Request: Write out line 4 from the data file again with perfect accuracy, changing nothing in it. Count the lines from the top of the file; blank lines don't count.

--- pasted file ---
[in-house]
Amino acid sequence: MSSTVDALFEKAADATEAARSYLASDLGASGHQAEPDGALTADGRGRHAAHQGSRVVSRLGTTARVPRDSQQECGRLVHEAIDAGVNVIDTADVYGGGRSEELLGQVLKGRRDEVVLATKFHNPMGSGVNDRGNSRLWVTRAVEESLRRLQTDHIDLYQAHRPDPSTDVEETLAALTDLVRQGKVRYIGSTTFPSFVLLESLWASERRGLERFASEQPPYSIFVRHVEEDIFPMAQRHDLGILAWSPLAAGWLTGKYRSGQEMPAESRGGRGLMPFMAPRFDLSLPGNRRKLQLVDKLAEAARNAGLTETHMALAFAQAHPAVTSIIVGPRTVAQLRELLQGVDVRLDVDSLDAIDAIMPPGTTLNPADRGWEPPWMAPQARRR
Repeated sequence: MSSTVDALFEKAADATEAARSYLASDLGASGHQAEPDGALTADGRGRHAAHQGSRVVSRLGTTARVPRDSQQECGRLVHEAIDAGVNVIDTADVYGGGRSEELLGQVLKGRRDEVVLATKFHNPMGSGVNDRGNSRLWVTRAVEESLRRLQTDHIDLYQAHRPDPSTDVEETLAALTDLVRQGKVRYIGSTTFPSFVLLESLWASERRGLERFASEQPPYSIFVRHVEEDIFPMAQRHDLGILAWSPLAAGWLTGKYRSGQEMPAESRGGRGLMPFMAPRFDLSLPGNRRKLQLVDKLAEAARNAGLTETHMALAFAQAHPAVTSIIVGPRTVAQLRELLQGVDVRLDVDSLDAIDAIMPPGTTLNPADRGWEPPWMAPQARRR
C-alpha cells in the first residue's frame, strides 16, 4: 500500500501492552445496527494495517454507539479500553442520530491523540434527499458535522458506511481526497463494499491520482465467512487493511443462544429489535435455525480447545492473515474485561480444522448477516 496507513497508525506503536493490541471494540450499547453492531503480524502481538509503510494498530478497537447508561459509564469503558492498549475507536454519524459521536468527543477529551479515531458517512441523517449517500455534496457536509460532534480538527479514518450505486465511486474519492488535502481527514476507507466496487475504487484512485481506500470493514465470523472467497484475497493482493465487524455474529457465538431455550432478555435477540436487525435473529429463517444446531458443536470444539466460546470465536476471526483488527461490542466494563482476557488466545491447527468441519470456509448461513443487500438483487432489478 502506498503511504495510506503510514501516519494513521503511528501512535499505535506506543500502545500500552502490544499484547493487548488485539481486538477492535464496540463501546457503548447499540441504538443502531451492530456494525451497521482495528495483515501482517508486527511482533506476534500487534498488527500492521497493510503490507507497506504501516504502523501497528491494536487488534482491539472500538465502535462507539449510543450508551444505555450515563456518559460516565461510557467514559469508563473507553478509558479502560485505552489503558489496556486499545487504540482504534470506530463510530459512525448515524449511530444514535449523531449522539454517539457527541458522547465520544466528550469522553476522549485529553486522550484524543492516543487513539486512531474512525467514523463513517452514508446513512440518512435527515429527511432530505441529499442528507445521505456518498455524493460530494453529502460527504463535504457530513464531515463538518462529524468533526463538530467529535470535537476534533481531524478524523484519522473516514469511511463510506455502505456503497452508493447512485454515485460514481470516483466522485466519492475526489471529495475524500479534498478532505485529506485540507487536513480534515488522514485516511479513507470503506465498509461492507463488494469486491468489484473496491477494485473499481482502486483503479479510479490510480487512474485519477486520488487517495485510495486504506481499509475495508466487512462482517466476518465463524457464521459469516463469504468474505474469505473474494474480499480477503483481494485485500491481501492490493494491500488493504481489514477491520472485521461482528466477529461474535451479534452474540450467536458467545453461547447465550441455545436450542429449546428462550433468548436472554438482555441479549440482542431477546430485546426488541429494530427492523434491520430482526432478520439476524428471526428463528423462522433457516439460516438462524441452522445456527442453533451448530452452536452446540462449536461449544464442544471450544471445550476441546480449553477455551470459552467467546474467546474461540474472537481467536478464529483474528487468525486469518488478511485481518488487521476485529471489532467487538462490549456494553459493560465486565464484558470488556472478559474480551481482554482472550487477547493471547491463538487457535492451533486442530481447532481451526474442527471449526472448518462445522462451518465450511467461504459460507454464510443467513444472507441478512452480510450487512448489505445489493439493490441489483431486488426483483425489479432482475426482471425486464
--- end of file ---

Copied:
C-alpha cells in the first residue's frame, strides 16, 4: 500500500501492552445496527494495517454507539479500553442520530491523540434527499458535522458506511481526497463494499491520482465467512487493511443462544429489535435455525480447545492473515474485561480444522448477516 496507513497508525506503536493490541471494540450499547453492531503480524502481538509503510494498530478497537447508561459509564469503558492498549475507536454519524459521536468527543477529551479515531458517512441523517449517500455534496457536509460532534480538527479514518450505486465511486474519492488535502481527514476507507466496487475504487484512485481506500470493514465470523472467497484475497493482493465487524455474529457465538431455550432478555435477540436487525435473529429463517444446531458443536470444539466460546470465536476471526483488527461490542466494563482476557488466545491447527468441519470456509448461513443487500438483487432489478 502506498503511504495510506503510514501516519494513521503511528501512535499505535506506543500502545500500552502490544499484547493487548488485539481486538477492535464496540463501546457503548447499540441504538443502531451492530456494525451497521482495528495483515501482517508486527511482533506476534500487534498488527500492521497493510503490507507497506504501516504502523501497528491494536487488534482491539472500538465502535462507539449510543450508551444505555450515563456518559460516565461510557467514559469508563473507553478509558479502560485505552489503558489496556486499545487504540482504534470506530463510530459512525448515524449511530444514535449523531449522539454517539457527541458522547465520544466528550469522553476522549485529553486522550484524543492516543487513539486512531474512525467514523463513517452514508446513512440518512435527515429527511432530505441529499442528507445521505456518498455524493460530494453529502460527504463535504457530513464531515463538518462529524468533526463538530467529535470535537476534533481531524478524523484519522473516514469511511463510506455502505456503497452508493447512485454515485460514481470516483466522485466519492475526489471529495475524500479534498478532505485529506485540507487536513480534515488522514485516511479513507470503506465498509461492507463488494469486491468489484473496491477494485473499481482502486483503479479510479490510480487512474485519477486520488487517495485510495486504506481499509475495508466487512462482517466476518465463524457464521459469516463469504468474505474469505473474494474480499480477503483481494485485500491481501492490493494491500488493504481489514477491520472485521461482528466477529461474535451479534452474540450467536458467545453461547447465550441455545436450542429449546428462550433468548436472554438482555441479549440482542431477546430485546426488541429494530427492523434491520430482526432478520439476524428471526428463528423462522433457516439460516438462524441452522445456527442453533451448530452452536452446540462449536461449544464442544471450544471445550476441546480449553477455551470459552467467546474467546474461540474472537481467536478464529483474528487468525486469518488478511485481518488487521476485529471489532467487538462490549456494553459493560465486565464484558470488556472478559474480551481482554482472550487477547493471547491463538487457535492451533486442530481447532481451526474442527471449526472448518462445522462451518465450511467461504459460507454464510443467513444472507441478512452480510450487512448489505445489493439493490441489483431486488426483483425489479432482475426482471425486464